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Our AirBnB in Porto is in a great location, but the ambiance is lacking. It’s like a college student decorated it using cast-offs from his parents’ friends. But the host was one of the best we’ve had. He sat with us an hour going over a map and telling us all the special things he likes to do in the city. We have suggestions of a great pastry and coffee shop, a bookstore, the best port wineries, places to hear beautiful music with a view, and scenic walks. We also heard advice like “Don’t order coffee with milk after breakfast time. Only tourists do that.” (Their coffee is supposed to be one of the best in the world.)

Parking is very expensive here, so the first order of the evening was to ditch our rental car early. We drove to the airport and took the metro back, which was a fun adventure in itself. We were pretty proud of our navigation skills.

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Day 26: Santiago de Compostela, Spain

Santiago de Compostela is in Galicia, which is its own autonomous state within Spain. They have their own language and culture, which is closely related to Celtic and Portuguese culture, rather than Spanish. For instance, the bagpipe is their traditional music. The music we heard in the little squares reminded me more of Ireland than Spain.IMG_3826.jpg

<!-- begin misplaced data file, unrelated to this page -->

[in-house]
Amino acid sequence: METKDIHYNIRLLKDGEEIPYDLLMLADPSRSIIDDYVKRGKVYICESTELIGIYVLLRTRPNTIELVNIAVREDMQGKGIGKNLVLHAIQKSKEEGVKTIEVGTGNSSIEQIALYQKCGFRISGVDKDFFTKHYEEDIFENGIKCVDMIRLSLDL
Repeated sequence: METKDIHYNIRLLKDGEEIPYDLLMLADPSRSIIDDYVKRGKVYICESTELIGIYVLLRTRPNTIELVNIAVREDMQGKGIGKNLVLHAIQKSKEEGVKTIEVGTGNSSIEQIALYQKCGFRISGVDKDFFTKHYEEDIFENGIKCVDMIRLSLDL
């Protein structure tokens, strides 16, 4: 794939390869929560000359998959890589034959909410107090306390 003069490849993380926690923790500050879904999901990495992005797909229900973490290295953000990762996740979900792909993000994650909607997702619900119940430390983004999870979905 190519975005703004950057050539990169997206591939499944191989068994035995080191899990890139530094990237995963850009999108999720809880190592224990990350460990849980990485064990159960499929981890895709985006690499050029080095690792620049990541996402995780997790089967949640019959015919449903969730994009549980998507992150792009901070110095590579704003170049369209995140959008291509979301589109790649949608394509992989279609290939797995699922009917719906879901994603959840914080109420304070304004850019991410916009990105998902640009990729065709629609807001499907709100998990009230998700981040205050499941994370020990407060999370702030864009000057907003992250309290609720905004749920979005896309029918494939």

The free walking tour started in the cathedral square, and as the guide told us different stories and history, groups of pilgrims porting rucksacks and sturdy walking shoes would enter the square. As they did, people would burst into cheers for them. It was really cool. Many Spanish high school students complete the pilgrimage, also called “The Way.” They might do the first quarter after their freshman year, and the second quarter after their sophomore year and so on, so that they’ve done the whole thing by their senior year. I found it hysterical that there’s a street just before the cathedral called “the question.” People hike many miles, but when they get within three blocks of the cathedral, they can’t see it, and the crooked streets are confusing, so they often ask the question “Where’s the cathedral?”IMG_3806.JPG